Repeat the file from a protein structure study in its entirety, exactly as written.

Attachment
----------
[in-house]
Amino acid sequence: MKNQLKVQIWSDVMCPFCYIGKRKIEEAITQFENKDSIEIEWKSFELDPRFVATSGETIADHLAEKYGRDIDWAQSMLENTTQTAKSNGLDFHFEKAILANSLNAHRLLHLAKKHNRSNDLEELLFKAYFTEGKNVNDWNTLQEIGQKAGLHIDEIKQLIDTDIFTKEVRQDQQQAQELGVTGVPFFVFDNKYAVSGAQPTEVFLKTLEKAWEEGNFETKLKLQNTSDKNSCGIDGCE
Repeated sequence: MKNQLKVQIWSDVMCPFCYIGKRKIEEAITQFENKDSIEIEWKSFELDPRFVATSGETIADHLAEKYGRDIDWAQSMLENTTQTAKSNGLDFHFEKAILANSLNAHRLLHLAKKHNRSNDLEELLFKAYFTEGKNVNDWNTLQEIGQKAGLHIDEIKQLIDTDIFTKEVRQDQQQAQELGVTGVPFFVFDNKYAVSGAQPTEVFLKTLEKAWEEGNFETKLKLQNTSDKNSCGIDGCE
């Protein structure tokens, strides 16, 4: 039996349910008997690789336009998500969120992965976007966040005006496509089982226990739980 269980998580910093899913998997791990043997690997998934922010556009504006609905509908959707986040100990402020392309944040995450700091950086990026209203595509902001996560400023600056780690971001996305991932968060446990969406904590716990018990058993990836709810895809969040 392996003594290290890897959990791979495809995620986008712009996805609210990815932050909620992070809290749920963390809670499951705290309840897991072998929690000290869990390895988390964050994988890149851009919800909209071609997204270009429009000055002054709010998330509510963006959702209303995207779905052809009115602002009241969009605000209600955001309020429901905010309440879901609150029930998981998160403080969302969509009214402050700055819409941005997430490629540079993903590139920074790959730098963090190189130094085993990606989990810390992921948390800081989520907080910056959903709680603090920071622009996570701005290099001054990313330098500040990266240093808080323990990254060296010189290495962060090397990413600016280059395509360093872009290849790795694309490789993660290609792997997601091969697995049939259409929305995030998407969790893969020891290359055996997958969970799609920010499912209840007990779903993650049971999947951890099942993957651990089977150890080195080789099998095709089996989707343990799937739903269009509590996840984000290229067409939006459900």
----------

[in-house]
Amino acid sequence: MKNQLKVQIWSDVMCPFCYIGKRKIEEAITQFENKDSIEIEWKSFELDPRFVATSGETIADHLAEKYGRDIDWAQSMLENTTQTAKSNGLDFHFEKAILANSLNAHRLLHLAKKHNRSNDLEELLFKAYFTEGKNVNDWNTLQEIGQKAGLHIDEIKQLIDTDIFTKEVRQDQQQAQELGVTGVPFFVFDNKYAVSGAQPTEVFLKTLEKAWEEGNFETKLKLQNTSDKNSCGIDGCE
Repeated sequence: MKNQLKVQIWSDVMCPFCYIGKRKIEEAITQFENKDSIEIEWKSFELDPRFVATSGETIADHLAEKYGRDIDWAQSMLENTTQTAKSNGLDFHFEKAILANSLNAHRLLHLAKKHNRSNDLEELLFKAYFTEGKNVNDWNTLQEIGQKAGLHIDEIKQLIDTDIFTKEVRQDQQQAQELGVTGVPFFVFDNKYAVSGAQPTEVFLKTLEKAWEEGNFETKLKLQNTSDKNSCGIDGCE
């Protein structure tokens, strides 16, 4: 039996349910008997690789336009998500969120992965976007966040005006496509089982226990739980 269980998580910093899913998997791990043997690997998934922010556009504006609905509908959707986040100990402020392309944040995450700091950086990026209203595509902001996560400023600056780690971001996305991932968060446990969406904590716990018990058993990836709810895809969040 392996003594290290890897959990791979495809995620986008712009996805609210990815932050909620992070809290749920963390809670499951705290309840897991072998929690000290869990390895988390964050994988890149851009919800909209071609997204270009429009000055002054709010998330509510963006959702209303995207779905052809009115602002009241969009605000209600955001309020429901905010309440879901609150029930998981998160403080969302969509009214402050700055819409941005997430490629540079993903590139920074790959730098963090190189130094085993990606989990810390992921948390800081989520907080910056959903709680603090920071622009996570701005290099001054990313330098500040990266240093808080323990990254060296010189290495962060090397990413600016280059395509360093872009290849790795694309490789993660290609792997997601091969697995049939259409929305995030998407969790893969020891290359055996997958969970799609920010499912209840007990779903993650049971999947951890099942993957651990089977150890080195080789099998095709089996989707343990799937739903269009509590996840984000290229067409939006459900």